– Data inconsistency in the source system. You can monitor these issues in T-code -> RSMO and PSA (failed records).
– Issues of work process scheduling and IDoc transfer to target system from source system. These issues can be re-initiated by canceling that specific data load and ( usually by changing Request color from Yellow – > Red in RSMO).. and restarting the extraction.
– Invalid characters in the Source System
– Deadlock in the system
– Previous load failure , if the load is dependent on other loads
– Erroneous records
– Issues around RFC connections
Q 6. Can you give some business scenarios wherein you have used the standard Datastore Object?
The diagram below shows how standard DataStore objects are used in this example of updating order and delivery information, and the status tracking of orders, meaning which orders are open, which are partially-delivered, and so on.
There are three main steps to the entire data process:
1. Loading the data into the BI system and storing it in the PSA.
The data requested by the BI system is stored initially in the PSA. A PSA is created for each DataSource and each source system. The PSA is the storage location for incoming data in the BI system. Requested data is saved, unchanged, to the source system.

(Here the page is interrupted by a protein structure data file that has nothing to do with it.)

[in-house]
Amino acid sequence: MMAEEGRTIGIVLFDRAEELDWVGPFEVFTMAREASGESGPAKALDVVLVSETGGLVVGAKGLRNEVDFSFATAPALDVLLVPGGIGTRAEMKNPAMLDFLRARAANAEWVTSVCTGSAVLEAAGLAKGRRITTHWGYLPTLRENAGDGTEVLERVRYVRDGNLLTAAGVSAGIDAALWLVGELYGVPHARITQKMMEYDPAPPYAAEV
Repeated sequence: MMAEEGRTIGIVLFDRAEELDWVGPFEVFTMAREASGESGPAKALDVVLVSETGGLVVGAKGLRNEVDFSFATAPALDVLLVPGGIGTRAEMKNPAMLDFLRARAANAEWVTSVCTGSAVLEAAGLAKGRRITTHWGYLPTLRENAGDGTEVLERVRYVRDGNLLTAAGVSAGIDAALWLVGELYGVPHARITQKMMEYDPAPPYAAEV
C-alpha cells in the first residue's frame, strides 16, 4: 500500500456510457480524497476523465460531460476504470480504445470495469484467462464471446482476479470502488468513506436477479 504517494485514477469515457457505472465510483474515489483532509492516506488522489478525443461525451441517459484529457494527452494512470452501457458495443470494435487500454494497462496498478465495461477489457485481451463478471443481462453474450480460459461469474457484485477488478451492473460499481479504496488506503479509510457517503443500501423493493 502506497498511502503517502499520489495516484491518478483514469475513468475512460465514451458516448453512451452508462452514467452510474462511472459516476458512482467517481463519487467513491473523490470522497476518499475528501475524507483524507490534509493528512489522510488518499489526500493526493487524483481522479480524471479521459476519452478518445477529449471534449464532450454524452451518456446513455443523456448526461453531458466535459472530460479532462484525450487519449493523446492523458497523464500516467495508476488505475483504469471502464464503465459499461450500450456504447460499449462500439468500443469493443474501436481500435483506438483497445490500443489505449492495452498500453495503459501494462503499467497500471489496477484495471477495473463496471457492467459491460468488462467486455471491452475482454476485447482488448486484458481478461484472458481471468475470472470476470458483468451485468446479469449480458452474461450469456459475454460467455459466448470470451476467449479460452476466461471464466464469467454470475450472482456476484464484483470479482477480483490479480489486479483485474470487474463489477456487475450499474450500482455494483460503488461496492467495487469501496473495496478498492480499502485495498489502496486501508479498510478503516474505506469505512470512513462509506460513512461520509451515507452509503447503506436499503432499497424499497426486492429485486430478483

2. Processing and storing the data in DataSource objects
In the second step, the DataSource objects are used on two different levels.
a. On level one, the data from multiple source systems is stored in DataSource objects. Transformation rules permit you to store the consolidated and cleansed data in the technical format of the BI system. On level one, the data is stored on the document level (for example, orders and deliveries) and constitutes the consolidated database for further processing in the BI system. Data analysis is therefore not usually performed on the DataSource objects at this level.